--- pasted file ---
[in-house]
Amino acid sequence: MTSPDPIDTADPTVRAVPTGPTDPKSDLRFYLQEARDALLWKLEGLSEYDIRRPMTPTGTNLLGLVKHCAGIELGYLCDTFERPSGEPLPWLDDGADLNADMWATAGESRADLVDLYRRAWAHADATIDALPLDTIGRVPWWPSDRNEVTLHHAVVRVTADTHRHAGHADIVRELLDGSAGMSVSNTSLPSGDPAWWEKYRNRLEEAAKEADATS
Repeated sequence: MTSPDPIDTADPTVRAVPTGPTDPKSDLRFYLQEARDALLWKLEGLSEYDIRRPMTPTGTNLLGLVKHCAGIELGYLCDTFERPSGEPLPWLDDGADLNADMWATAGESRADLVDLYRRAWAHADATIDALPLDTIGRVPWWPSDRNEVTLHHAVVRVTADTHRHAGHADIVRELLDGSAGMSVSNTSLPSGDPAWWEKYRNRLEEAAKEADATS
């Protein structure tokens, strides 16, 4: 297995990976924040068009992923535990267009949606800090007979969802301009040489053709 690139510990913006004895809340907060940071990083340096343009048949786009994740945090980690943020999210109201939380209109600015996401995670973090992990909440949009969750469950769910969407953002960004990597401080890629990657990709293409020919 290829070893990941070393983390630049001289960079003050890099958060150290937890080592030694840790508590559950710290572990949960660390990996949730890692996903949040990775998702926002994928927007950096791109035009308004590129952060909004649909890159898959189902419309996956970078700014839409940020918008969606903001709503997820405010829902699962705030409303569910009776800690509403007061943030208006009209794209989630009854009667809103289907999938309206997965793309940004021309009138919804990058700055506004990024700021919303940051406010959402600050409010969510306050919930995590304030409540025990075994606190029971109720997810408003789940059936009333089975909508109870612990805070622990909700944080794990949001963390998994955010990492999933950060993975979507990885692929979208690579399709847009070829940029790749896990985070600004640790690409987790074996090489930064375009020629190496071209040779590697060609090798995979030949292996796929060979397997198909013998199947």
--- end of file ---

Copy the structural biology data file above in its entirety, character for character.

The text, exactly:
[in-house]
Amino acid sequence: MTSPDPIDTADPTVRAVPTGPTDPKSDLRFYLQEARDALLWKLEGLSEYDIRRPMTPTGTNLLGLVKHCAGIELGYLCDTFERPSGEPLPWLDDGADLNADMWATAGESRADLVDLYRRAWAHADATIDALPLDTIGRVPWWPSDRNEVTLHHAVVRVTADTHRHAGHADIVRELLDGSAGMSVSNTSLPSGDPAWWEKYRNRLEEAAKEADATS
Repeated sequence: MTSPDPIDTADPTVRAVPTGPTDPKSDLRFYLQEARDALLWKLEGLSEYDIRRPMTPTGTNLLGLVKHCAGIELGYLCDTFERPSGEPLPWLDDGADLNADMWATAGESRADLVDLYRRAWAHADATIDALPLDTIGRVPWWPSDRNEVTLHHAVVRVTADTHRHAGHADIVRELLDGSAGMSVSNTSLPSGDPAWWEKYRNRLEEAAKEADATS
């Protein structure tokens, strides 16, 4: 297995990976924040068009992923535990267009949606800090007979969802301009040489053709 690139510990913006004895809340907060940071990083340096343009048949786009994740945090980690943020999210109201939380209109600015996401995670973090992990909440949009969750469950769910969407953002960004990597401080890629990657990709293409020919 290829070893990941070393983390630049001289960079003050890099958060150290937890080592030694840790508590559950710290572990949960660390990996949730890692996903949040990775998702926002994928927007950096791109035009308004590129952060909004649909890159898959189902419309996956970078700014839409940020918008969606903001709503997820405010829902699962705030409303569910009776800690509403007061943030208006009209794209989630009854009667809103289907999938309206997965793309940004021309009138919804990058700055506004990024700021919303940051406010959402600050409010969510306050919930995590304030409540025990075994606190029971109720997810408003789940059936009333089975909508109870612990805070622990909700944080794990949001963390998994955010990492999933950060993975979507990885692929979208690579399709847009070829940029790749896990985070600004640790690409987790074996090489930064375009020629190496071209040779590697060609090798995979030949292996796929060979397997198909013998199947």